In Susskind's Advanced Quantum Mechanics Lecture 2, he shows the quantization of eigenvalues of $L_z$ using the fact that if $m$ is an eigenvalue with eigenvector $\psi$, then $L_\pm\psi$ is also an eigenvector (up to a normalization factor) with eigenvalue $m\pm 1$, until being killed. Thus, the eigenvalues of $L_z$ must be $$ l,l-1,\cdots,-l+1,-l $$ where $l$ is a (half-)integer.

In the lecture I believe he used following two assumption:

  • The number of eigenvalues is finite, since those states are what physicists care.
  • The system is rotational symmetrical.

However, I failed to deduce the spectrum of $L_z$ in pure mathematics based on those assumptions.

The first assumption indicates the spectrum has a maximum $l$ and minimum $m$, which can be any real number.

The second assumption indicates that $m=-l$ and the spectrum is reflective symmetrical.

Up to now, we can conclude mathematically that the spectrum contains $\{l,l-1,\cdots,-l+1,-l\}$ as a subset. But we still do not eliminate following cases:

$$ \{1, 0.7, 0.3, -0.3, -0.7, -1\} $$

I guess $L_+$ killing both $\psi_{0.7}$ and $\psi_1$ may violate some hidden assumption. Could anyone help?

  • $\begingroup$ Are you familiar with the identity $\left[L_{z},L_{\pm}\right]=\pm\hbar L_{\pm}$? $\endgroup$
    – eranreches
    Dec 23, 2018 at 17:25
  • $\begingroup$ @eranreches yes, but does it help? $\endgroup$
    – HanXu
    Dec 23, 2018 at 17:31

1 Answer 1


Just like your previous question about this subject, you've neglected the normalization factor.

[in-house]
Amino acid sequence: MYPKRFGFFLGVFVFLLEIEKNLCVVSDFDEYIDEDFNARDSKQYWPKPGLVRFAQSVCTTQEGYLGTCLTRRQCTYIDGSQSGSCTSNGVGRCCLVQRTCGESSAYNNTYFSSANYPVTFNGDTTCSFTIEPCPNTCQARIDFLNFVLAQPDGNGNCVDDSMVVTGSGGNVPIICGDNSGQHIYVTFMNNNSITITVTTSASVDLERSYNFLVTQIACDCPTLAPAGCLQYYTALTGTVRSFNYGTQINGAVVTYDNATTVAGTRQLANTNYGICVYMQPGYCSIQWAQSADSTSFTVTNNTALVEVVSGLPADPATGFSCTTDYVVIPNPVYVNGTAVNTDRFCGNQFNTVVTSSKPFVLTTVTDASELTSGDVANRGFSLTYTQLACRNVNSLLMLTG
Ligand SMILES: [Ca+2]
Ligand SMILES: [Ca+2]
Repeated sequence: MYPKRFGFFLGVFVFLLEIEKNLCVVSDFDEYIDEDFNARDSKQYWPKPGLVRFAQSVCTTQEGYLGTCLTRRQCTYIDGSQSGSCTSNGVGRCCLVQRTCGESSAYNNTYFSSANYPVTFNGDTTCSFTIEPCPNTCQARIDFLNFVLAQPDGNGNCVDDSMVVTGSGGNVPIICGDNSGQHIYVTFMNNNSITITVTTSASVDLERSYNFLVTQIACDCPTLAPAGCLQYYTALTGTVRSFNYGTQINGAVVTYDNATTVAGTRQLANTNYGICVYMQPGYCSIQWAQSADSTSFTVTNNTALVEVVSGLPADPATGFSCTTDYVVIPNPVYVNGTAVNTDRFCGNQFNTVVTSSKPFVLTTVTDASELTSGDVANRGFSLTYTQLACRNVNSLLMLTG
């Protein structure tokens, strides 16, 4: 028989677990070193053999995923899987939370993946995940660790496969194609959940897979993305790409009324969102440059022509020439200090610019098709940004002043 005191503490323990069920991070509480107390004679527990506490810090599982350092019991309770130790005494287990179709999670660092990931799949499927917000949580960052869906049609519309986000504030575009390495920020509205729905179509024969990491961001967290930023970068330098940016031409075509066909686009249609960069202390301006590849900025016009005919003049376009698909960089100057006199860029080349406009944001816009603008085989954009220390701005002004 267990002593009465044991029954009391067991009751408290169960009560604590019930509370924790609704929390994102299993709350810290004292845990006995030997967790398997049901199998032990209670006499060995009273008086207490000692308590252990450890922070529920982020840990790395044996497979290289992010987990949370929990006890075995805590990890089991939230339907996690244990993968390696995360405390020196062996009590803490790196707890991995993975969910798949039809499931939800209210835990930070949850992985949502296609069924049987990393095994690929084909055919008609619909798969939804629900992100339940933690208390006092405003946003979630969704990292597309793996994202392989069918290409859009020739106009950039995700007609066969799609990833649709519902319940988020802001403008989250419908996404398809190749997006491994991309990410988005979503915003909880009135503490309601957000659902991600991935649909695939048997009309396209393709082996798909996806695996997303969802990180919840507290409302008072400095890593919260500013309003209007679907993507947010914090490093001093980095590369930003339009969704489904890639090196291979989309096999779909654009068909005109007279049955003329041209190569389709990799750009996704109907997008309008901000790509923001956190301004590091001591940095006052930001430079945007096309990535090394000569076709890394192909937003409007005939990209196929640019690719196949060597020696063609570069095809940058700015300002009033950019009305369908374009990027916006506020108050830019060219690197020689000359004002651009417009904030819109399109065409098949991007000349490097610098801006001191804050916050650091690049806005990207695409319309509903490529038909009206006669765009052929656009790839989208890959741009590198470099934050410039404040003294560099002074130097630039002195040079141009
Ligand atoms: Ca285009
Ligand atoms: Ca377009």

The reason that $\{-1, 0, 1\}$ form a set of valid values is because, if you keep trying to raise beyond $1$ or lower beyond $-1$, the normalization factor will be zero. That is, there is no state beyond $\pm 1$.

If you had $0.3$, it's easy to check this will never happen: either you will be able to raise upward forever, or lower downward forever, or both. (Try it yourself, by plugging in various values for $\ell$.) This is covered in detail in any book on quantum mechanics, such as Griffiths.

In general, I wouldn't recommend using Susskind's lectures as a serious introduction. They're okay for getting the gist, but there's not enough detail given to actually check the mathematical steps properly. If you want to learn the subject, try a book or normal lecture course.

  • $\begingroup$ Got it, thanks! and I planned to try a book after finishing his introductory lectures. BTW, any recommendations? $\endgroup$
    – HanXu
    Dec 23, 2018 at 17:30
  • $\begingroup$ @HanXu Griffiths is the most common, Shankar is at a similar level but more mathematically careful. $\endgroup$
    – knzhou
    Dec 23, 2018 at 17:51

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